Compared with the FM group, the SBM diet significantly increased gene expression levels of nf-κb p65, ifn-γ, tnf-α, and il1-β in DI. However, compared with diet SBM, the gene expression level of these pro-inflammatory genes significantly lowered in turbot fed the diet C1 (P < 0.05). The gene expression levels of nf-κb p65 and ifn-γ decreased remarkably in the C2 group (P < 0.05). No diet-related differences were observed in the gene expression levels of transforming growth factor-β (tgf-β), interleukin-8 (il-8), and interleukin-22 (il-22) among all diet groups (P > 0.05; Figure 3).

FIGURE 3
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Figure 3. Effects of CAD supplementations on the gene expression level of inflammatory cytokines in the DI of juvenile turbot. Data were expressed as means ± standard errors of means (n = 9). Bars not sharing the same letters denote significant (P < 0.05) differences in gene expression level.

Quantitative RT-PCR Analysis of Tight Junction Proteins in the DI

Compared with the FM group, the turbot subjected to SBM treatment showed significantly decreased intestinal gene expression level of occludin, claudin-3, claudin-4, and zo-1 (P < 0.05). The supplementation of CAD in SBM increased the gene expression level of occludin, claudin-3, claudin-4, and zo-1 compared with the SBM group and exhibited no significant differences with the FM group. There are no remarkable changes in the gene expression level of tricellulin and claudin-7 among all dietary treatments (P > 0.05; Figure 4).

FIGURE 4
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Figure 4. Effects of CAD supplementations on the gene expression level of tight junction protein in the DI of juvenile turbot. Data were expressed as means ± standard errors of means (n = 9). Bars not sharing the same letters denote significant (P < 0.05) differences in gene expression level.

Intestinal Microbiota Composition

A total of 973,130 raw single-end reads was generated from 12 samples, resulting in the identification of 5,840 OTUs according to 97% sequence similarity. The rarefaction curves reached the plateau, indicating adequate sequencing depth for all the samples (Figure 5). At the phylum level, Firmicutes, Bacteroidetes, and Proteobacteria were detected as the predominant bacterial phyla in the DI of turbot from all groups. At the genus level, Mycoplasms, unidentified Clostridiales, Bacteroides, Lactobacillus, Faecalibacterium, Rhodococcus, Subdoligranulum, unidentified Ruminococcaceae, unidentified Cyanobacteria, and Bacillus composed the top ten dominant genera of intestinal microbiota communities (Figure 6). Bacteria diversity (Shannon index) did not differ among all treatments. However, fish in the SBM group showed a trend toward higher bacterial richness (observed species) compared with fish in the FM group, while dietary CAD decreased the number of observed species compared with the SBM group (Figure 7). Unweighted unifrac-based principal coordinate analysis (PCoA) showed evident clustering of intestinal microbiota samples according to different basic diet composition. FM and SBM groups differed significantly in principal coordinate 1 (PC1) (P = 0.015), while the intestinal microbiota of SBM, C1, and C2 was not significantly different from each other (Figure 8). As revealed by LEfSe analysis, the relative abundance of Firmicutes and Blautia were significantly higher in group FM compared with the SBM group (Figure 9). Turbot fed C1 diet significantly decreased the abundance of Proteobacteria and increased Firmicutes/Bacteroidetes ratio compared with the SBM diet (P = 0.05; Figures 9, 10).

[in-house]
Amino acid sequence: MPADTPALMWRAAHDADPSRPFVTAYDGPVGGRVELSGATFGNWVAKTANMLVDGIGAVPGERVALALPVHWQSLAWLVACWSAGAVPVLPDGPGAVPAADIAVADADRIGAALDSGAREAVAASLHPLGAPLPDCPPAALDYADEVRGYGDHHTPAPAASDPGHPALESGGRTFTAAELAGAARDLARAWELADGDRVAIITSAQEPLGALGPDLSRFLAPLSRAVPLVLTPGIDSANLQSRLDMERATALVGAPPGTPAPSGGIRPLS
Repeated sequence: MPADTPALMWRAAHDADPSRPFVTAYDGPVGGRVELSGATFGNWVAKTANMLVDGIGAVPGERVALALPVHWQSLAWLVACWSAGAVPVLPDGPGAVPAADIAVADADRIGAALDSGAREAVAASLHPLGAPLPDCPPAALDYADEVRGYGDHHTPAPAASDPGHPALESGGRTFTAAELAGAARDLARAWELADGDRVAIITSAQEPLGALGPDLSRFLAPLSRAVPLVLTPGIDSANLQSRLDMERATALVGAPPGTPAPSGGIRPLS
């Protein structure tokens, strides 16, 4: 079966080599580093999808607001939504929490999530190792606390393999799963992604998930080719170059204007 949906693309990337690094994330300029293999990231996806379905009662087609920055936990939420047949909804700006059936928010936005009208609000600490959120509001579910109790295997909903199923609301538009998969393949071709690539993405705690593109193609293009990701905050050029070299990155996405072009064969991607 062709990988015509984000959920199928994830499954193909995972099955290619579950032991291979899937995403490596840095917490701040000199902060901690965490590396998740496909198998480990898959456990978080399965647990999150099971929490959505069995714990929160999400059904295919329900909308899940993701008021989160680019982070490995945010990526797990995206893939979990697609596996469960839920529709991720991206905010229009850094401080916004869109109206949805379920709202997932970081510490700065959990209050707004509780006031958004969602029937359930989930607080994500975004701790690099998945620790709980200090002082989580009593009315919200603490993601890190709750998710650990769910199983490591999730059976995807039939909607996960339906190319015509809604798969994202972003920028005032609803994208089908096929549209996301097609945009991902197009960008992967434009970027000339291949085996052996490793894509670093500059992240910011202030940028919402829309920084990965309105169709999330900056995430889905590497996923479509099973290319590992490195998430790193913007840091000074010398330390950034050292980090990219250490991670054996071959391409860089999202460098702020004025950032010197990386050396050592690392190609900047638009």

FIGURE 5
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Figure 5. Rarefied curves for the number of observed species in the DI of turbot.

FIGURE 6
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Figure 6. Top 10 most abundant taxa at phylum (I) and genus level (II) in the DI of turbot.

FIGURE 7
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Figure 7. α-diversity represented by observed species (I) and Shannon diversity (II) in the DI of turbot.

FIGURE 8
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Figure 8. Unweighted unifrac-based principal coordinate analysis (PCoA) analysis in the DI of turbot. Small dots represent individual samples.

FIGURE 9
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Figure 9. The Linear Discriminant Analysis (LDA score >4) of microbiota communities in the DI of turbot. (I) FM vs. SBM; (II) SBM vs. C1; (III) SBM vs. C2.